> I've got an interesting idea: could one have phaith in
> the value of the proposition; i.e. embody the proposition, bring it to
> life, as it were; and then also have a rational argument which
> supports it's truth? (and hold the truth value of the proposition
> according to the evidence)

Certainly. We naturally look for evidence that confirms and validates our worldviews and our general approaches to life. This gets back to your question which got this conversation going: "do you think that phaith should/can be used to strengthen belief in falsifiable propositions?"

I have nothing to say on the "should" part of your question. That's just not the game that interests me at this time. Does one's phaith influence one's faith? I would think so.

+     [faith]           +++++++++++++++++++++                       +
+                         +
+                      +
+                         +      [phaith]
+                      +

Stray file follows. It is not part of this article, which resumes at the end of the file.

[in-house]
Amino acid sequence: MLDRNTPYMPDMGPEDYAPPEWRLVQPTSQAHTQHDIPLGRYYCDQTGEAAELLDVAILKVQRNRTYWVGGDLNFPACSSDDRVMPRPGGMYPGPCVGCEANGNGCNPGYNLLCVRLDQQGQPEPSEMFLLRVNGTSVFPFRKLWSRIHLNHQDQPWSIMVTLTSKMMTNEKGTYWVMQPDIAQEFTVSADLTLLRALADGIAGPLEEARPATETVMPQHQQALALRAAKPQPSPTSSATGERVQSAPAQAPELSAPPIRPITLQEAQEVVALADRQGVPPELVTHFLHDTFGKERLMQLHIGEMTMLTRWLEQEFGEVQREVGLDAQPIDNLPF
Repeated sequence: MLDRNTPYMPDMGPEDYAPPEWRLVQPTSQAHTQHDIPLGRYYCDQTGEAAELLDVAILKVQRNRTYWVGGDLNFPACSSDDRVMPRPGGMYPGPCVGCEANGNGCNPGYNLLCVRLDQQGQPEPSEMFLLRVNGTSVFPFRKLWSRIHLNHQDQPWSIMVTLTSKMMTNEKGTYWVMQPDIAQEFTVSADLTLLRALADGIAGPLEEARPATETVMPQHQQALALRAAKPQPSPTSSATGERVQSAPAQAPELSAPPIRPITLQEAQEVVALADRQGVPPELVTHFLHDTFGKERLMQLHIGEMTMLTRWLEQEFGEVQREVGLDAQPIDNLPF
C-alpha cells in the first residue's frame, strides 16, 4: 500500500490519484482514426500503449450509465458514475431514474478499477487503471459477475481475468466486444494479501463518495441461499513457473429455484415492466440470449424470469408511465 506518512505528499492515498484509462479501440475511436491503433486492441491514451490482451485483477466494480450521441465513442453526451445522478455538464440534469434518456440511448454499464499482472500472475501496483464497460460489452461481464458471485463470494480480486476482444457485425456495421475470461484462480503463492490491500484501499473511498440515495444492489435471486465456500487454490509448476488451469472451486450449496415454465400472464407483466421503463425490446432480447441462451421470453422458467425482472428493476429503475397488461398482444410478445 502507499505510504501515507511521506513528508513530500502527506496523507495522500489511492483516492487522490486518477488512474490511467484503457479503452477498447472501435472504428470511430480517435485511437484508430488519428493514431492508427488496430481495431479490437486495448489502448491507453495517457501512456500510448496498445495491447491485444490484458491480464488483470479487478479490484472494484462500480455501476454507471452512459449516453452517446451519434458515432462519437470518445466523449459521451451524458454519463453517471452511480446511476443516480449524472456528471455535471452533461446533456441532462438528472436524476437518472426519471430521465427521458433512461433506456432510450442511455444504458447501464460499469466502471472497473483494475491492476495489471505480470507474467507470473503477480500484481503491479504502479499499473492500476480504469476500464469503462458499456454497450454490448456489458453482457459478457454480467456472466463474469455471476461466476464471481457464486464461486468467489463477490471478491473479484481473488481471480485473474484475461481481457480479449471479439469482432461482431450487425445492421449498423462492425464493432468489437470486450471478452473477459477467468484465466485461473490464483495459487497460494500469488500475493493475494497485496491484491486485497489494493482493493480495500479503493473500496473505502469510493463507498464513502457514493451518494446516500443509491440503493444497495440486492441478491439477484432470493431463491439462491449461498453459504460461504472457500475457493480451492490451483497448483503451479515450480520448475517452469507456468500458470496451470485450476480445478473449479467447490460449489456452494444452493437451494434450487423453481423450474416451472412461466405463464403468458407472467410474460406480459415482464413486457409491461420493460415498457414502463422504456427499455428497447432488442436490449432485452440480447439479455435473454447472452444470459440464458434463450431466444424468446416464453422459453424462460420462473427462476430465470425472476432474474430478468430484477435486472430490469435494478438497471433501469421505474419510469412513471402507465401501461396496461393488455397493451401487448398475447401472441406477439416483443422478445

+                         +
+                       +
+                         +++++++++++++++++++++                       +


Phaith is a subset of faith. If and where you draw the interior border will depend on your interests. It's not a substantial barrier, and the effects of processes within the phaith box will extend beyond its borders and out into faith and vice versa. In terms of my interests, when you talk about acceptance of, believe in, or commitment to a PROPOSITION, you are outside of the domain of phaith.

In order to communicate one's phaith, one is likely to formulate propositions, but when we start to take those words too seriously we tread on the border of dogma and expose ourselves to it's demonstrated risks.

> In this way, we can continue to say that phaith, per say, has nothing
> to do with truth; phaith has to do with value, with meaning and gnosis
> (self-knowledge).

I think that works if you are not bothered by the implication that gnosis has nothing to do with truth. It doesn't bother me at all.

> The position then is: "Rationality isn't where I'm going. Rationality
> is who I am". I value it with my life. I also have this pile of
> evidence {a, b, c, ..., x, y, z} that rationality leads to truth,
> which is quite fortunate. I like truth!
> Can we have our cake and eat it too?

I think we can.